Daunt Books, John Updike, and Sainte-Chapelle.

This week, my last in Europe, I spent a few days in London where, per the recommendation of a lovely and knowledgeable friend, I visited Daunt Books for Travellers, a fantastic bookshop on Marylebone High Street. If you’d like to visit without shelling out for airfare, you can take a virtual tour of the shop at their website, http://www.dauntbooks.co.uk/.

I spent a happy hour and fifteen minutes there before leaving with several gifts for friends, a new Daunt Books linen bag (free, with a 20£ purchase, so essentially impossible for me to have left without one) and a slim volume of poetry called Endpoint and Other Poems, the last collection of poems by American writer John Updike, who passed away in January of 2009. While on the Eurostar back to Paris, I read the whole collection, which included this sonnet, called “Evening Concert, Sainte-Chapelle”:

Evening Concert, Sainte-Chapelle

The celebrated windows flamed with light
directly pouring north across the Seine;
we rustled into place. Then violins
vaunting Vivaldi’s strident strength, then Brahms,
seemed to suck with their passionate sweetness,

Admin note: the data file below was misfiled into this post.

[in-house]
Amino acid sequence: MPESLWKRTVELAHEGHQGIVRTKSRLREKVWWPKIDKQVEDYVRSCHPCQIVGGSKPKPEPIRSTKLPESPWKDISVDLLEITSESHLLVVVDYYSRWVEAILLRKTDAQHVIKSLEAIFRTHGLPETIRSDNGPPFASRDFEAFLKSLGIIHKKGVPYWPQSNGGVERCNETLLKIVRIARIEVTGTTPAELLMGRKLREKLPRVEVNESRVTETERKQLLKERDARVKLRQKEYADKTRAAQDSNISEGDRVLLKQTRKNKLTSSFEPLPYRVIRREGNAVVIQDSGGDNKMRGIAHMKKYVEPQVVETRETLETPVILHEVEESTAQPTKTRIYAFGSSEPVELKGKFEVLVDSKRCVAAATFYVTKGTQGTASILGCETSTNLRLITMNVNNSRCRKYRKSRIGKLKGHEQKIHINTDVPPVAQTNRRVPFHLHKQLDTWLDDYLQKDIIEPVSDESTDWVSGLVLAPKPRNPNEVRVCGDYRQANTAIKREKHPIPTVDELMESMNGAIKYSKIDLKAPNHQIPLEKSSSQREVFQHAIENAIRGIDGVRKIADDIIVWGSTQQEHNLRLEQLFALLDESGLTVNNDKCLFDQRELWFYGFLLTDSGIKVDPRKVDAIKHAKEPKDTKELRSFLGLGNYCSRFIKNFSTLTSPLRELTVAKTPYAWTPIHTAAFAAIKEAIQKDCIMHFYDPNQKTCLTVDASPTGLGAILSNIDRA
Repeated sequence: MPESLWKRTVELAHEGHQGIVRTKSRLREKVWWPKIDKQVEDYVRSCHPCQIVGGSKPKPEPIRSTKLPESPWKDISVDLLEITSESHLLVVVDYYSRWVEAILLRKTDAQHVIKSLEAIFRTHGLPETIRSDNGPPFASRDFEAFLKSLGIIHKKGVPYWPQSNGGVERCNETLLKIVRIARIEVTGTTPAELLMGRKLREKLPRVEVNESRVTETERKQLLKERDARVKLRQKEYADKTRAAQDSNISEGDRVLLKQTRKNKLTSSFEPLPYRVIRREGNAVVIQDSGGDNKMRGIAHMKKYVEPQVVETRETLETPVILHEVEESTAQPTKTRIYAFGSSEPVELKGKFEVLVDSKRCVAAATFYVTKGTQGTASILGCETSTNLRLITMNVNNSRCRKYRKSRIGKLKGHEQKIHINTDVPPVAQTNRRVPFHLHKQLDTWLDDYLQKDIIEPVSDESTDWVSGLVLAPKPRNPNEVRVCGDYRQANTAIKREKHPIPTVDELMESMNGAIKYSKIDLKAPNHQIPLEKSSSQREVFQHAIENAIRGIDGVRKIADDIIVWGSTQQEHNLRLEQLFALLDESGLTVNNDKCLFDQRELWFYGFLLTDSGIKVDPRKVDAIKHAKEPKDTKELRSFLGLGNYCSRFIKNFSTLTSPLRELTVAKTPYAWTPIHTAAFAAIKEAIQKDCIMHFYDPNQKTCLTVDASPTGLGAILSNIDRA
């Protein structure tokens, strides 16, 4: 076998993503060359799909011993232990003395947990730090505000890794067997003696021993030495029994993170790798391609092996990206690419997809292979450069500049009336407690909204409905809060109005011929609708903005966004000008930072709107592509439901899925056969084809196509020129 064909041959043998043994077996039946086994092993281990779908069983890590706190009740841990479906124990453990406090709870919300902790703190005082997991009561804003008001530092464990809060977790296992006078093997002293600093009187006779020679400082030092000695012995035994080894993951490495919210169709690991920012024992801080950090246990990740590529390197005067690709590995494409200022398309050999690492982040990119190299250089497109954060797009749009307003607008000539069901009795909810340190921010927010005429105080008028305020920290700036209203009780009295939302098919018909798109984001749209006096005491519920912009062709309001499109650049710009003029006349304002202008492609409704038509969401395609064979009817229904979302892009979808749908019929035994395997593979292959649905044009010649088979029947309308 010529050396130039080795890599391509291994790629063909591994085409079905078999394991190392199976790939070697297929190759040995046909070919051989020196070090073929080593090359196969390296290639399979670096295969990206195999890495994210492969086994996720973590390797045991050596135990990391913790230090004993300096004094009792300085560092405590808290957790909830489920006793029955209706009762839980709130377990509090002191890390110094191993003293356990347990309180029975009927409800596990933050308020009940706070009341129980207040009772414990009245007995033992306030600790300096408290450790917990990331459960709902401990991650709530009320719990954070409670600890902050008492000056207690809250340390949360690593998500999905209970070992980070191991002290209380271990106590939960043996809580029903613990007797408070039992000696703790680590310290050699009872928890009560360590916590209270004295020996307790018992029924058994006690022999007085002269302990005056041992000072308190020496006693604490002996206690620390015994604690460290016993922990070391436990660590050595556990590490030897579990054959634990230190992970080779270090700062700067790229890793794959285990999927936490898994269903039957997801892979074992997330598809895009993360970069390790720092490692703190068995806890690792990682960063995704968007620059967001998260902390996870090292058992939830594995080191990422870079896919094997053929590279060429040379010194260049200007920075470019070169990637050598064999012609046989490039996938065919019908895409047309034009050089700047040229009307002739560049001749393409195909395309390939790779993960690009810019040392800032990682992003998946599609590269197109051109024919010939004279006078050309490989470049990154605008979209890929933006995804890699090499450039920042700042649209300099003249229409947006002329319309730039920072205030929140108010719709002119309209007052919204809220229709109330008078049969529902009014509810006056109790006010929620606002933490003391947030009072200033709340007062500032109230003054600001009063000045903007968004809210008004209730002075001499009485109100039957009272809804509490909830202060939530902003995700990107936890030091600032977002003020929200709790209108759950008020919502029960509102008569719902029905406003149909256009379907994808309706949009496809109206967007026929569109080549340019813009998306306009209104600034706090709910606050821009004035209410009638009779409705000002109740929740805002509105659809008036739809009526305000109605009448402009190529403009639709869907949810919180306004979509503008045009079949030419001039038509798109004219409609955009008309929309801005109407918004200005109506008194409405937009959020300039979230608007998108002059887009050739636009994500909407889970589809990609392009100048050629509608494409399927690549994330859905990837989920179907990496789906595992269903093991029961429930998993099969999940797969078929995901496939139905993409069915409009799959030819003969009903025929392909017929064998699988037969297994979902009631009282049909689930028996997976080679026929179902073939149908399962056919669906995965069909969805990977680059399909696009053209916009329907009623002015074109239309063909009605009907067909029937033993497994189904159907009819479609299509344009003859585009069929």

bit by bit, the vigor from the red,
the blazing blue, so that the listening eye
saw suddenly the thick black lines, in shapes
of shield and cross and strut and brace, that held
the holy glowing fantasy together.
The music surged; the glow became a milk,
a whisper to the eye, a glimmer ebbed
until our beating hearts, our violins
were cased in thin but solid sheets of lead.

~ John Updike

The poem struck me the first time I read it with the power of its imagery, the fantastic mixture of senses, the rhythm and forceful, corporeal precision of its observations. Today, after waiting in a tremendously long queue, I visited Sainte-Chapelle, on l‘île de la Cité, and just by chance happened to have Updike’s book with me in my bag. Remembering the sonnet, I pulled it out and read it again, beneath the fantastic vitreaux he is writing about, surrounded at some moments by shush-induced silence, at others by rising voices and laughter.

The stunning vitreaux of Sainte-Chapelle, in Paris. [Photo: thorinside]

I think this is a great sonnet. Sainte-Chapelle is truly gorgeous and Updike masterfully integrates the visual experience of the stained-glass windows with the aural experience of music. He captures the power and weight of the vitreaux’s structure and the many black bars of lead which hold the thousands of panes of glass in place, and melds this with the simultaneous flow and structure of music, and the sheets of the black bars and notes which  underlie the glorious sounds of Vivaldi and Brahms. Within the sonnet,  all this melts together into a singular, magnificent and nearly frightening sensual experience, evoking both the grandeur and the limitations of the soul. But I wax unduly poetic where the poem–and the vitreaux–speak better for themselves.  Enough from me! Bonne Nuit.

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